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Use, acceptability and impact of booklets designed to support mental health self-management and help seeking in schools: results of a large randomised controlled trial in England.

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journal contribution
posted on 14.11.2016, 16:36 by H. Sharpe, P. Patalay, Panos Vostanis, J. Belsky, N. Humphrey, M. Wolpert
Mental health booklets may provide a low-cost means of promoting mental health self-management and help seeking in schools. The aim of the study was to assess the (a) use, (b) acceptability and (c) impact of booklets for students in primary (10-11 years) and secondary school (12-13 years) alone and in conjunction with funding for targeted mental health support. This was a 2 × 2 factorial cluster randomized controlled trial, in which 846 schools in England were randomly allocated to receive/not receive: (1) booklets for students containing information on mental health self-management and help seeking, and (2) funding for mental health support as part of a national mental health initiative. 14,690 students (8139 primary, 6551 secondary) provided self-report on mental health, quality of life (baseline and 1 year follow-up) and help seeking (follow-up). (a) Approximately, 40 % primary school students and 20 % secondary school students reported seeing the booklets. (b) Of these, 87 % of primary school students reported that the booklet was 'very helpful' or 'quite helpful', compared with 73 % in secondary school. (c) There was no detectable impact of booklets on mental health, quality of life or help seeking, either alone or in conjunction with additional funding through the national mental health initiative. Lack of discernable impact of booklets underscores the need for caution in adopting such an approach. However, it is feasible that the impact was obscured by low uptake or that booklets may be more effective when used in a targeted way.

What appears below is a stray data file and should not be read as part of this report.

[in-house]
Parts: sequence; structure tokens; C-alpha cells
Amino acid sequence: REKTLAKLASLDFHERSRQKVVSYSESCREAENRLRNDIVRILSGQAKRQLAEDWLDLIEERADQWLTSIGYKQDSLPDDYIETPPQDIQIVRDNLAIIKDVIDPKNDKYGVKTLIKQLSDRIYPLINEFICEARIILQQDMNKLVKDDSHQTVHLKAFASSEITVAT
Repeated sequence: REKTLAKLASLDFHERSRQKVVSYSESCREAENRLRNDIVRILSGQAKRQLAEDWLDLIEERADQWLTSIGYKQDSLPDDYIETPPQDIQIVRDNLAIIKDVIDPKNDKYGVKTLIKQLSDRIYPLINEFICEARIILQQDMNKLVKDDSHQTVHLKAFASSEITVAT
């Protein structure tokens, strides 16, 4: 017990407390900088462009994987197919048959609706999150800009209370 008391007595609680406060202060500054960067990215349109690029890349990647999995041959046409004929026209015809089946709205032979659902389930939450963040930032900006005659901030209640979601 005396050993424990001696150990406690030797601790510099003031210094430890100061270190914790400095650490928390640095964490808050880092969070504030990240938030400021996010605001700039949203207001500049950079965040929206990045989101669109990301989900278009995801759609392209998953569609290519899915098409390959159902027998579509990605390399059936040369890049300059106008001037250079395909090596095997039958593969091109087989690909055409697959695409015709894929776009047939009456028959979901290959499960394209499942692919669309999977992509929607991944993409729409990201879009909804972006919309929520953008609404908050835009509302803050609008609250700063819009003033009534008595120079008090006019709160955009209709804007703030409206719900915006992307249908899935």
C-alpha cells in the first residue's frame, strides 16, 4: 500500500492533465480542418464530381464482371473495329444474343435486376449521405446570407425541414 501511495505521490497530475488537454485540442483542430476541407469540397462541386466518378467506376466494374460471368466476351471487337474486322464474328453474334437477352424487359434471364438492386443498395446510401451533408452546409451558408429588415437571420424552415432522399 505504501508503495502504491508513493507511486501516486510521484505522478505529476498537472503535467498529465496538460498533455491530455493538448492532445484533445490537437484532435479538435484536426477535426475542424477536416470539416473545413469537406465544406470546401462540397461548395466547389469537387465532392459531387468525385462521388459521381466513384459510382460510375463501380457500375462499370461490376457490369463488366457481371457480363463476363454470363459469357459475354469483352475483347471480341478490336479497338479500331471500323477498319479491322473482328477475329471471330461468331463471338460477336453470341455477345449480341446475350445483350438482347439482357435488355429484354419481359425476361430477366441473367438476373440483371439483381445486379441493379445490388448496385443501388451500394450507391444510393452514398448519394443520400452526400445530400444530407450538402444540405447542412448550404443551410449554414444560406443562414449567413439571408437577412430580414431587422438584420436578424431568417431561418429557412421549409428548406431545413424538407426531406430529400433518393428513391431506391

Funding

The authors thank the Department for Children, Schools and Families (now Department for Education), England, for funding the research.

History

Citation

European Child and Adolescent Psychiatry, 2016

Author affiliation

/Organisation/COLLEGE OF MEDICINE, BIOLOGICAL SCIENCES AND PSYCHOLOGY/MBSP Non-Medical Departments/Neuroscience, Psychology and Behaviour

Version

VoR (Version of Record)

Published in

European Child and Adolescent Psychiatry

Publisher

Springer Verlag (Germany)

eissn

1435-165X

Acceptance date

09/07/2016

Copyright date

2016

Available date

14/11/2016

Publisher version

http://link.springer.com/article/10.1007/s00787-016-0889-3

Notes

The online version of this article (doi:10.1007/s00787-016-0889-3) contains supplementary material, which is available to authorized users.

Language

en

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